Jeff Curry-US PRESSWIRE
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Geoff Mosher of CSNPhilly is reporting that the Eagles will pursue WR Danny Amendola when the NFL's free agency period starts on Tuesday. This comes on the heels of a similar report from Peter King last week.
Amendola spent the early part of the 2009 season on the Eagles practice squad, but was signed away by the St. Louis Rams that year. In 2010, he became the favorite target of Sam Bradford and would set a career high with 83 receptions and lead the NFL with 2,364 all purpose yards.
At 5-11, 188 pounds Amendola draws a lot of comparisons to another Texas Tech WR, Wes Welker and they do share things in common. Both work out of the slot primarily and present special matchup problems to defenses. They're to fast to be covered by a LB or safety, but both are too strong and smart with their hands to get jammed at the line by corners.
As Grantland's Bill Barnwell smartly noted, guys like that effect opposing coverages just as much as a downfield threat like Calvin Johnson or A.J. Green. And given that Amendola does his work underneath, defenses are forced to tip their hands on how they're planning to cover a play much quicker.
And before you say, "he's not Wes Welker," consider this... Welker was hardly Welker at this point in his career. In Miami, he was putting up similar numbers to what Amendola did in St Louis. He was 26 when he was traded and went on to stardom in the Patriot offense. Amendola is 27 and therefore hitting what should be his prime. Is he going to become a perennial 100 catch player like Welker? That's tough to project, but the skill set is there. As Barnwell notes, on a per game basis, he's as efficient and productive as many top WRs.
Last year, Amendola averaged 60.5 yards per game. That puts him right alongside highly paid receivers like Antonio Brown (60.5 yards per game), Anquan Boldin (61.4), and Dwayne Bowe (61.6), and ahead of prominent wideouts like Miles Austin (58.9), Mike Wallace (55.7), and Larry Fitzgerald (49.9). Amendola also caught 62 percent of the passes thrown to him, a figure that actually rates below his previous career catch rate of 69.4 percent. That's a reliable, efficient, and effective target for any quarterback.
Injuries are, of course, an issue and Amendola has suffered 2 bad ones in his career. Torn triceps and a dislocated collarbone. However, these are kind of freak injuries. They're not ACLs or hamstrings or anything that is likely nag him for his career or slow him down. Guys don't get chronically dislocating collarbones.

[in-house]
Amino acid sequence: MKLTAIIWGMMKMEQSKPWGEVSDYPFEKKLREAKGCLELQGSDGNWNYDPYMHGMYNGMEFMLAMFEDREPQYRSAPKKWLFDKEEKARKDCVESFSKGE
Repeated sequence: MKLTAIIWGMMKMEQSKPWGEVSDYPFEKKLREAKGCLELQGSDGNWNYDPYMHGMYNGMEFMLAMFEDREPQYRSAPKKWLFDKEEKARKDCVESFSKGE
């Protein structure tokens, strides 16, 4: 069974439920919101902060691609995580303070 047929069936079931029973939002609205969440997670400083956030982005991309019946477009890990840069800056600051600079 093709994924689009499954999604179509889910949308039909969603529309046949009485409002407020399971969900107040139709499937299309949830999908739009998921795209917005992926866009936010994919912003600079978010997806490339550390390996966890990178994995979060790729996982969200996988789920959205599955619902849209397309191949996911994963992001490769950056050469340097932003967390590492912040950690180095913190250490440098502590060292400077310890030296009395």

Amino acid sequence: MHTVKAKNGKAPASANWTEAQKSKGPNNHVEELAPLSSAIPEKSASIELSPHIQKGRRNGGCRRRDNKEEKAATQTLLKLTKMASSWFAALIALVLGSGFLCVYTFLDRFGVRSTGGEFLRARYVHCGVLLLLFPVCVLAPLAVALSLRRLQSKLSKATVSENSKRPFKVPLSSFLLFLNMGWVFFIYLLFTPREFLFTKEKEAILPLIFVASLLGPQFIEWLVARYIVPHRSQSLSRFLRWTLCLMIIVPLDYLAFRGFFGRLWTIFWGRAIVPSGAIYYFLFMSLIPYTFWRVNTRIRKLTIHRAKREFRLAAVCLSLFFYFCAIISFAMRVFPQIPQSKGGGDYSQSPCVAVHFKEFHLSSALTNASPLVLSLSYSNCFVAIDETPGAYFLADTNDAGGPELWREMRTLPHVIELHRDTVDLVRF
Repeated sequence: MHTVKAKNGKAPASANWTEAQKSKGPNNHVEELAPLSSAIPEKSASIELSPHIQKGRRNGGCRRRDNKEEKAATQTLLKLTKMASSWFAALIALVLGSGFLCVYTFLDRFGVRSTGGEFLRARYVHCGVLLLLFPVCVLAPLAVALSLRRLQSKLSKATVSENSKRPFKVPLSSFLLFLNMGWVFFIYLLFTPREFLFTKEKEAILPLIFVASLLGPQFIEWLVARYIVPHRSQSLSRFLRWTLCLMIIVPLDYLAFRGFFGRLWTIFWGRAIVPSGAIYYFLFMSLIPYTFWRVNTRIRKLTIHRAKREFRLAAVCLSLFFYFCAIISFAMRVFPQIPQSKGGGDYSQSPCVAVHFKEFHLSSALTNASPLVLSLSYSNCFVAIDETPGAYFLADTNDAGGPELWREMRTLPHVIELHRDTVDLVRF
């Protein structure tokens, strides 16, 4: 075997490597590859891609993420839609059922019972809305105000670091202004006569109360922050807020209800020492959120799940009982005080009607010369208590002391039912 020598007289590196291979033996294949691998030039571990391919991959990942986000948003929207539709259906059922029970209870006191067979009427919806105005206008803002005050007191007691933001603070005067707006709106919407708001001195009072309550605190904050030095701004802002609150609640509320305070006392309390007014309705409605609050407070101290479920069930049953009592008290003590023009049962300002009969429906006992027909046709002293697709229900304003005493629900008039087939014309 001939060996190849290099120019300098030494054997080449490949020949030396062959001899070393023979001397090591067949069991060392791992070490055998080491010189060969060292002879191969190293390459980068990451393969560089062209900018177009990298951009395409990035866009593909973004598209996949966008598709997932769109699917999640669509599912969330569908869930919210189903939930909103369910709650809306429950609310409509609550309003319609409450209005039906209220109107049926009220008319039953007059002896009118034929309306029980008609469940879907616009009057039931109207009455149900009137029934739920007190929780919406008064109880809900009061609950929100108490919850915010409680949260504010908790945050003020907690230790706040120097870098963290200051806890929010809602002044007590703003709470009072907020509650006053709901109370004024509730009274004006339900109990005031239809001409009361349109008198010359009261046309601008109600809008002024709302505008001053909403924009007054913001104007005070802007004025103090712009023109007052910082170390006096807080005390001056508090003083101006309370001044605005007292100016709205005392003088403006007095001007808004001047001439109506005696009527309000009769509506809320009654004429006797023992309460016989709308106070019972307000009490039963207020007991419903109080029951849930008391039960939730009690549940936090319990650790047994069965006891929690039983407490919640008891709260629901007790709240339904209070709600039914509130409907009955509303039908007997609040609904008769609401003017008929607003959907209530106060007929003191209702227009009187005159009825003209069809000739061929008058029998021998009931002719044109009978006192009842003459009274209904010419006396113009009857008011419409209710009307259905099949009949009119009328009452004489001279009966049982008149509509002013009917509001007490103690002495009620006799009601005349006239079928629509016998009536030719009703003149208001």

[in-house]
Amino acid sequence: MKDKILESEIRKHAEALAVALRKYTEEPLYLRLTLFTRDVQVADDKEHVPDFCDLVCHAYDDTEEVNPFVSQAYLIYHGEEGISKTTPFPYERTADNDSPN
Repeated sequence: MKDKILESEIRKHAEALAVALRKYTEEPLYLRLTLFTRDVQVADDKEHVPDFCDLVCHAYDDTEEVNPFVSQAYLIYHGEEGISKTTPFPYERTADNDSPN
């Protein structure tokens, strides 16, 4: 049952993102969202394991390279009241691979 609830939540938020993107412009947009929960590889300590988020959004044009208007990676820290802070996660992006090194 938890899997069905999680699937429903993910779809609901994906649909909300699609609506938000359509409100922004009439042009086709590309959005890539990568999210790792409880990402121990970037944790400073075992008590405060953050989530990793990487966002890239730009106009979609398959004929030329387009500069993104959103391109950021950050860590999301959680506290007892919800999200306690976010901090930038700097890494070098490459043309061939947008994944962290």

The other intriguing thing about a guy like Amendola is that it's not something the Eagles currently have. We don't entirely know what the offense that Chip Kelly ends up creating here will look like, but maybe he envisions having an Amendola type player. That's not Jeremy Maclin. It's not DeSean Jackson, who isn't going to be strong or tough enough to play that role, plus you want him as a deep threat. And it's not Jason Avant, who has been effective at times, but does not play the slot role like Amendola does at all. Nor do I think he could if asked. He's just not that kind of player.
You can actually see how Chip's grand plan could have an Amendola in it. As we've heard, he thinks that virtually all sacks are on the QB because there's always something they could have done with the ball. Having a consistent underneath option like Amendola who gets open and doesn't drop a lot of passes makes a lot of sense if you're operating under that philosophy. There should always be somewhere to go. And in an uptempo, no huddle offense where a guy like Amendola is always in motion moving around, DeSean Jackson and Jeremy Maclin are threatening you on the outside and you've still got 2 potential runners in the backfield... you could see how that could cause a lot of confusion and panic for a defense.
As I've said many times, I'm open to anything right now. I'm all for giving Chip Kelly whatever he feels like he needs. It will be interesting to see what kind of deal Amendola commands. The deal Brian Hartline just signed with the Dolphins, which pays him around $6 million a year, will probably serve as a good starting point.